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Taste of Lisboa at Home: Traditional Portuguese Easter Recipes

a man sitting in front of a tray of food

If you celebrated Easter, we hope you had a lovely Easter Sunday!

Yesterday, following our very own tradition, we were live on Instagram to bring a little bit of the taste of Portugal to you, even if in the distance. Apart from our usual Taste of Lisboa at Home session, at 7PM local time, we did an impromptu live to share with you typical Portuguese Easter lunch. Our born and bred host Catarina opened a virtual door into her family’s home. We got to meet her mom, who was doing some really enticing cooking, and we also got to learn more about typical Portuguese foods for this occasion.

As several followers asked us for Portuguese Easter recipes after the Instagram live, we asked Catarina’s mom to share with us her lamb recipe, which you are welcome to make any time of the year! Here it is:


Cabrito Assado com Arroz de Miúdos

Portuguese roasted lamb


Ingredients for the lamb:

Bay leaf
Olive oil
White wine

Portuguese Easter rice

Ingredients for the rice:

Short grain rice (Portuguese Carolino rice preferred)
Olive oil



On the eve of serving, season the lamb with garlic, onion, salt, pepper, cumin, thyme, bay leaf and rosemary, pour olive oil and white wine on top and let it marinate. On the following day, roast it in the oven at 180°C.

When the meat is almost done, add small potatoes and laminated onions seasoned with olive oil, salt, pepper, paprika, thyme and rosemary. Keep checking how the roast is progressing, and if the ingredients are getting dry, feel free to add a little more white wine during the cooking process.

Meanwhile, make the rice following these steps. Sautée the cut up liver with onions, salt, pepper and olive oil. When they are almost done, add in Carolino rice and water: for one portion of rice, add in two portions of water. When the rice has absorbed the water, transfer it to an oven tray and place it in the oven so that the top layer is slightly roasted.

You’ll know when your roast is done simply by pricking the lamb with a meat fork. Make sure it’s cooked all the way through before serving and enjoy a comforting meal paired with your choice of red wine.



Easter bread Folar

You can’t have a beautiful Portuguese Easter lunch (or any other Portuguese meal, for that matter!) and not end it on a sweet note. For Easter, here in Portugal, we eat a typical sweet bread called folar. While most families these days would purchase a folar from a pastry shop, you can also easily make it at home following this recipe.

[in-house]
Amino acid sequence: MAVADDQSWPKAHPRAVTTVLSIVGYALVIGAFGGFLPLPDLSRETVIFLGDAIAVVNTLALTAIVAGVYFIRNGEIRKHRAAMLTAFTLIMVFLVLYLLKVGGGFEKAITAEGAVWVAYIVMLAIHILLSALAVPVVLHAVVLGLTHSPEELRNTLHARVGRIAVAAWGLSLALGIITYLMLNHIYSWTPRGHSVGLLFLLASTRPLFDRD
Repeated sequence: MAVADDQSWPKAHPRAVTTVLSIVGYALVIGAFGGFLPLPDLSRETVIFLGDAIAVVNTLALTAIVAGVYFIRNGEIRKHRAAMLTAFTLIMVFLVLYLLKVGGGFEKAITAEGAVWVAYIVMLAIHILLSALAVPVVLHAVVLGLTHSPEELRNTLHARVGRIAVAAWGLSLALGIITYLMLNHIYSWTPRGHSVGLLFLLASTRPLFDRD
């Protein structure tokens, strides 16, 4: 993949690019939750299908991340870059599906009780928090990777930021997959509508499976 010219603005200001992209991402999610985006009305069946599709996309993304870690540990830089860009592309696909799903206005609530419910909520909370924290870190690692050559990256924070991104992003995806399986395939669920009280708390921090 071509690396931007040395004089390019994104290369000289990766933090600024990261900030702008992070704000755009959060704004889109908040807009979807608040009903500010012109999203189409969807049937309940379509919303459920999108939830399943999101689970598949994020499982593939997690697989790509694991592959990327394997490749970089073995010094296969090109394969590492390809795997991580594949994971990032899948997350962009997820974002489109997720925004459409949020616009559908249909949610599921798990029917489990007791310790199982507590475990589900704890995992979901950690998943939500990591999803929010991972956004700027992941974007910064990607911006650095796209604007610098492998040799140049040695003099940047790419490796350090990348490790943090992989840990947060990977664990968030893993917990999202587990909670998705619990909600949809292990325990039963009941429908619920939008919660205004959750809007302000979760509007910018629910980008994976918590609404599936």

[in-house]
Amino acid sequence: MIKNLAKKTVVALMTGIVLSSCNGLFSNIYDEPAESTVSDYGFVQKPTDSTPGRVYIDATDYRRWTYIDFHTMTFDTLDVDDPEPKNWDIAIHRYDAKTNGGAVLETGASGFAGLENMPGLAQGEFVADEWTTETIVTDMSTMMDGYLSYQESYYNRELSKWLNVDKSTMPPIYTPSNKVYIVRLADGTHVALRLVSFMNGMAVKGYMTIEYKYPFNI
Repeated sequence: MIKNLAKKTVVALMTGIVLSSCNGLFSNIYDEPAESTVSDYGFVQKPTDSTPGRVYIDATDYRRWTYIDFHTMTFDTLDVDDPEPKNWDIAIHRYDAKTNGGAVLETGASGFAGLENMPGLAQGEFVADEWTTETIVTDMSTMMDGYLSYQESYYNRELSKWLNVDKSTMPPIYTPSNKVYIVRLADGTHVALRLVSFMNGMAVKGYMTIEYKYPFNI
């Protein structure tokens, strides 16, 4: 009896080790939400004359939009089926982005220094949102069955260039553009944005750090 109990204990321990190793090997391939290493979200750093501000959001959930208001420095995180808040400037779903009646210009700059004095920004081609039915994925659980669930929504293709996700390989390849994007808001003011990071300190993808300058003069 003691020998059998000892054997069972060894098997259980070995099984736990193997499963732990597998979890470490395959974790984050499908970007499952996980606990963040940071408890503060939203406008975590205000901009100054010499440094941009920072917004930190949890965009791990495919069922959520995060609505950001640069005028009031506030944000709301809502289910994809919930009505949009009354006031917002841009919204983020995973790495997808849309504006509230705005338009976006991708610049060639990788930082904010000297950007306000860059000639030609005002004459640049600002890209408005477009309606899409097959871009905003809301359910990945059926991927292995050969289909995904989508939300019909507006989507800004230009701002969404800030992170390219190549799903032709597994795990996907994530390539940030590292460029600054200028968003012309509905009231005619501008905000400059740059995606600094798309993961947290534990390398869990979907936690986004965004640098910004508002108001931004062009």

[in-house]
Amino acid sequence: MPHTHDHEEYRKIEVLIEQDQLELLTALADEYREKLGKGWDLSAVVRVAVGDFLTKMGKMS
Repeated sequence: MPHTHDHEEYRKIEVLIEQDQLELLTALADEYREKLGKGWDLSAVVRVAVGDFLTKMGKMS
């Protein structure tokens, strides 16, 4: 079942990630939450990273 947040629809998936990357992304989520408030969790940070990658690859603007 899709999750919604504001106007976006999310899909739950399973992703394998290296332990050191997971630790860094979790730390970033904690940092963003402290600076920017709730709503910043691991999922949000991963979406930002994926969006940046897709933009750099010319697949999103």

4 raw eggs
2 boiled eggs (do not peel them)
500g all purpose flour
200ml milk
100g sugar
80g butter
25g baker’s yeast
2tsp cinnamon powder
1tsp anise powder
1tsp salt


Put the baker’s yeast into warm milk and mix until it’s dissolved. On a separate bowl, beat 3 eggs and add the previous milk and yeast mixture in here as well.

Proceed adding in the flour, sugar, salt and previously melted butter. Knead everything with your hands, until you get a smooth dough. You may now add in the aromatic elements of the recipe: cinnamon and anise powder.

Place your ball of dough inside a bowl and cover with a tea towel. Let it rest until it has doubled in size – this should take around 60 minutes, but it all depends on the temperature of your kitchen.Once the dough has risen, dust your working area with a little flour so that the dough won’t stick to it. Save a little bit of your dough to decorate your sweet bread. With the main portion of the dough, shape your folar like a slightly flattened ball or egg. With your fingers, make 2 holes, where you will place the already boiled eggs. You can add the fun touches to your bread with the remaining dough. Make strings and place them around the boiled eggs, pressing slightly so that they stick to the rest of the dough. After shaped, put your folar in a baking tray and let it rise for at least 30 more minutes, in a warm place.

Preheat the oven at 200º C. Brush your bread with beaten egg and cook for about 30 minutes, until it is golden. Enjoy!


Do you wish to learn how to cook more Portuguese typical recipes?  Here you have some to follow:

Bacalhau à Brás (codfish at Brás style)

Amêijoas à Bulhão Pato (clams at Bulhão Pato style)

Açorda de camarão (shrimps Açorda)


Feed your curiosity on Portuguese food culture:

Lisbon and its sustainable way of living

Foods you didn’t know were Portuguese

Travel around Portugal in 18 foods (without leaving Lisbon)


Real people, real food. Come with us to where the locals go.

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